PH-US trade ties important, too | Inquirer Opinion

PH-US trade ties important, too

/ 04:35 AM May 08, 2023

QUOTE CARD FOR EDITORIAL: PH-US trade ties important, too

The “ironclad” commitment of the United States to protect the Philippines against foreign aggressors as well as other security issues took the limelight during President Marcos’ official trip to Washington last week. While such a statement of support as embodied in the 1951 Mutual Defense Treaty between the two countries appears timely given the growing assertiveness of Beijing in disputed parts of the South China Sea, Mr. Marcos was spot-on in reminding the US that economic relations between the long-time allies should not be left behind while they strengthen defense cooperation. He cited, for instance, the delay in the US government’s renewal of the duty-free privilege given to thousands of Philippine export products that can help the country recover faster from the pandemic.

In a speech before businessmen there, Mr. Marcos made the pitch for the renewal of the Philippines’ inclusion in the US Generalized System of Preferences (GSP), a program that helps developing countries boost their exports by eliminating duties when these are imported by American companies. The country’s eligibility to export more than 5,000 products duty-free under the program expired at the end of 2020. That year, the GSP scheme benefited $1.6 billion worth of Philippine exports. More than two years have passed and its renewal remains pending in the US Congress.

At the same time, the government can work on the country’s participation in the Indo-Pacific Economic Framework for Prosperity (IPEF) that US President Joe Biden launched in May last year with a dozen initial partners, including the Philippines. With 60 percent of the world’s population, the US estimated that the Indo-Pacific will be the biggest contributor to global growth over the next 30 years. In effect, tapping the IPEF will allow the country to broaden its export markets outside of the traditional destinations such as the US, but the government must first initiate programs to enhance the productivity and competitiveness of local exporters so they would not be dependent on concessions such as the GSP and be able to compete head-on with other countries.


There is no denying the benefits of a head of state visiting other countries, especially in attracting investors. The Philippines was able to secure $1.3 billion in investment pledges during Mr. Marcos’ official visit to the US. The same was true for Mr. Marcos’ earlier foreign trips. But for these promises to materialize, the Philippines needs some housekeeping to do. It is not that the government is remiss in improving the investment climate. Foreign investors have lauded recent milestones that can help attract foreign capital, particularly the easing of the Public Service Act, the Foreign Investment Act, and the Retail Trade Liberalization Act. There is also the Anti-Red Tape Authority designed to address problems in dealing with government agencies. The Marcos administration is likewise pursuing a massive infrastructure program called “Build Better More.” The Philippines has also ratified the world’s biggest trade agreement to date, the Regional Comprehensive Economic Partnership Agreement.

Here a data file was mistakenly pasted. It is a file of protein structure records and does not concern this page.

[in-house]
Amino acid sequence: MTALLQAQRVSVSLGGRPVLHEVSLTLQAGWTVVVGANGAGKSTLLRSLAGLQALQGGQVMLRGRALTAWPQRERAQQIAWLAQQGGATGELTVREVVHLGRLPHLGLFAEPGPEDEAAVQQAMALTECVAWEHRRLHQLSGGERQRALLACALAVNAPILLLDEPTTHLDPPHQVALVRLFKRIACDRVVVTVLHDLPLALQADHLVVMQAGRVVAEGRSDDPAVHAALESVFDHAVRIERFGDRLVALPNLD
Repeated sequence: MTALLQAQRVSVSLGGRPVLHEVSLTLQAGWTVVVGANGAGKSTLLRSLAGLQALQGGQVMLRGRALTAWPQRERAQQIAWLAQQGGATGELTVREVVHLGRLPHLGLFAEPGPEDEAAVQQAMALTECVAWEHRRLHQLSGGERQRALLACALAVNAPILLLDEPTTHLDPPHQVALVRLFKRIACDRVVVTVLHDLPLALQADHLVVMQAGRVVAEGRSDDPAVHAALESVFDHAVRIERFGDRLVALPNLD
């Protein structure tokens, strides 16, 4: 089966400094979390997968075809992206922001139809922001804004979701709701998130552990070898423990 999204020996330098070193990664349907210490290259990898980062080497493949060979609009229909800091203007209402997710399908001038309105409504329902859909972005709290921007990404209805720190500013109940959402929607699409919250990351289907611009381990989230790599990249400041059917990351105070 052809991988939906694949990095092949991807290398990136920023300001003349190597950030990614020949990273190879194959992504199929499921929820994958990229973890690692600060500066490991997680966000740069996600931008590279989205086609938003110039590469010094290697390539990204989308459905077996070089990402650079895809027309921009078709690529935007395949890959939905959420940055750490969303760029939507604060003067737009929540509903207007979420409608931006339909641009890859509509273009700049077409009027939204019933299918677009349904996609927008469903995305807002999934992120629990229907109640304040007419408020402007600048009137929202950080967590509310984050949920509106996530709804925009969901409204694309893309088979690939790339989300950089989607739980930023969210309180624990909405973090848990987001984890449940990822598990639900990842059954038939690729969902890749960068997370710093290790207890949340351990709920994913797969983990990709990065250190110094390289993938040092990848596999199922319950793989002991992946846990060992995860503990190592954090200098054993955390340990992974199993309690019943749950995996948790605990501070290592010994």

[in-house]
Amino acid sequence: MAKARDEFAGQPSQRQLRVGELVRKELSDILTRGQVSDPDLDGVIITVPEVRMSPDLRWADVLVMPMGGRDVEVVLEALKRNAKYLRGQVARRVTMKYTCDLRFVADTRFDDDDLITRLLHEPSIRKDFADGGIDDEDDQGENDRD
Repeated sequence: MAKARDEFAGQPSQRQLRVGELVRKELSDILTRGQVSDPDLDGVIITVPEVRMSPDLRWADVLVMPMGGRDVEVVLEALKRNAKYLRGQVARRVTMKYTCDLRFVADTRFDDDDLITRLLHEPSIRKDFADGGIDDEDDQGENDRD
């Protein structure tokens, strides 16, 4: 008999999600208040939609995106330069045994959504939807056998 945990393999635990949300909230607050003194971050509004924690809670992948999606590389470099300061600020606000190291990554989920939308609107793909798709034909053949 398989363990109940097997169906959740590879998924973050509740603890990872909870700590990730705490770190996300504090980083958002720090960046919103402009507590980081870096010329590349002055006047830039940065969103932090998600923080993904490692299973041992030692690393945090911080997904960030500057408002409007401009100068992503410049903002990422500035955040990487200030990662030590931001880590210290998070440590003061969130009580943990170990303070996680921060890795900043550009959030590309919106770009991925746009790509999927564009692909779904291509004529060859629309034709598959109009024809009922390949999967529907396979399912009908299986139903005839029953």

However, much still needs to be done to improve the overall attractiveness of the country among foreign businessmen. The 2022 World Competitiveness Yearbook prepared by Switzerland-based International Institute for Management Development noted that the Philippines remained second to last among the 14 Asia-Pacific economies in the survey for the fifth straight year. The Philippines was also 13th among 14 economies in the region ranked by UK-based Oxford Economics on attractiveness to foreign investors, ahead only of Taiwan. The Philippines scored poorly in infrastructure, as reflected by the latest Global Competitiveness Report, where it ranked 92nd out of 140 countries in infrastructure quality. It also scored low in road connectivity and electrification as well as in the business environment, as indicated in the World Bank’s 2020 Ease of Doing Business report where it ranked above 70 out of 190 countries, lower than several of its regional peers.

There are many issues that the Philippines must address to improve the business environment. Corruption is a big issue that needs to be addressed, and so is the government’s commitment to human rights, which the European Union has raised as a condition for continuing the country’s GSP+ privileges. Sustaining infrastructure development, lowering unemployment, stabilizing inflation, reducing poverty, and investing in reforms on good governance and transparency are also necessary to boost the country’s competitiveness ranking. Selling the Philippines as an investment destination is just part of the equation. The more important aspect is to make sure that the overall economic and political climate in the country is conducive to investors. Only then will the billions of dollars in pledges that Mr. Marcos was promised in his foreign trips translate to actual capital infusions.

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TAGS: Editorial, Ferdinand Marcos Jr, mutual defense treaty, PH-US relations

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